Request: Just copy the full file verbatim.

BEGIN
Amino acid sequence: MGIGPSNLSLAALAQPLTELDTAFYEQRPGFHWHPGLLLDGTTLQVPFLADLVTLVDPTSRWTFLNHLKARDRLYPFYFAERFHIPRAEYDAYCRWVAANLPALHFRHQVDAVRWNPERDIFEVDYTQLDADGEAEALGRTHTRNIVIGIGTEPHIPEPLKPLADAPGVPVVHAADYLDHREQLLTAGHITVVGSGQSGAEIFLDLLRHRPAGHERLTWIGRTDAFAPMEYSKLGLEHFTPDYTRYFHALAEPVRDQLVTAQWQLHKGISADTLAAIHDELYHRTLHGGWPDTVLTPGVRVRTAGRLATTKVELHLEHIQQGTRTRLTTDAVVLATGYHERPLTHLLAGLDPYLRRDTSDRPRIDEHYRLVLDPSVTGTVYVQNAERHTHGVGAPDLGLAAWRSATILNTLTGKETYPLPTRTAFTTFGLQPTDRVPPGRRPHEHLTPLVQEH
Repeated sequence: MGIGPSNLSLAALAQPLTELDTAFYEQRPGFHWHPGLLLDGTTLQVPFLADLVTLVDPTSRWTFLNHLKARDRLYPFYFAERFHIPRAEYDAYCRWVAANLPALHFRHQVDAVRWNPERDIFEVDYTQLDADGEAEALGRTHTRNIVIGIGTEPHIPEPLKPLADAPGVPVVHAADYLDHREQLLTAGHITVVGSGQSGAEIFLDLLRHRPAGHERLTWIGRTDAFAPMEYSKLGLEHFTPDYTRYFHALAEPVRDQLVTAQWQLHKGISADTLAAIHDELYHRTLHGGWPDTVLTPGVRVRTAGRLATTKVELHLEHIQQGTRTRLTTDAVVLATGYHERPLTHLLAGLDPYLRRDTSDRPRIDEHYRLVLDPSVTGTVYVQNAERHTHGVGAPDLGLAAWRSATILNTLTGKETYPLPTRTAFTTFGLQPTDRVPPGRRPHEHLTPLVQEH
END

Amino acid sequence: MGIGPSNLSLAALAQPLTELDTAFYEQRPGFHWHPGLLLDGTTLQVPFLADLVTLVDPTSRWTFLNHLKARDRLYPFYFAERFHIPRAEYDAYCRWVAANLPALHFRHQVDAVRWNPERDIFEVDYTQLDADGEAEALGRTHTRNIVIGIGTEPHIPEPLKPLADAPGVPVVHAADYLDHREQLLTAGHITVVGSGQSGAEIFLDLLRHRPAGHERLTWIGRTDAFAPMEYSKLGLEHFTPDYTRYFHALAEPVRDQLVTAQWQLHKGISADTLAAIHDELYHRTLHGGWPDTVLTPGVRVRTAGRLATTKVELHLEHIQQGTRTRLTTDAVVLATGYHERPLTHLLAGLDPYLRRDTSDRPRIDEHYRLVLDPSVTGTVYVQNAERHTHGVGAPDLGLAAWRSATILNTLTGKETYPLPTRTAFTTFGLQPTDRVPPGRRPHEHLTPLVQEH
Repeated sequence: MGIGPSNLSLAALAQPLTELDTAFYEQRPGFHWHPGLLLDGTTLQVPFLADLVTLVDPTSRWTFLNHLKARDRLYPFYFAERFHIPRAEYDAYCRWVAANLPALHFRHQVDAVRWNPERDIFEVDYTQLDADGEAEALGRTHTRNIVIGIGTEPHIPEPLKPLADAPGVPVVHAADYLDHREQLLTAGHITVVGSGQSGAEIFLDLLRHRPAGHERLTWIGRTDAFAPMEYSKLGLEHFTPDYTRYFHALAEPVRDQLVTAQWQLHKGISADTLAAIHDELYHRTLHGGWPDTVLTPGVRVRTAGRLATTKVELHLEHIQQGTRTRLTTDAVVLATGYHERPLTHLLAGLDPYLRRDTSDRPRIDEHYRLVLDPSVTGTVYVQNAERHTHGVGAPDLGLAAWRSATILNTLTGKETYPLPTRTAFTTFGLQPTDRVPPGRRPHEHLTPLVQEH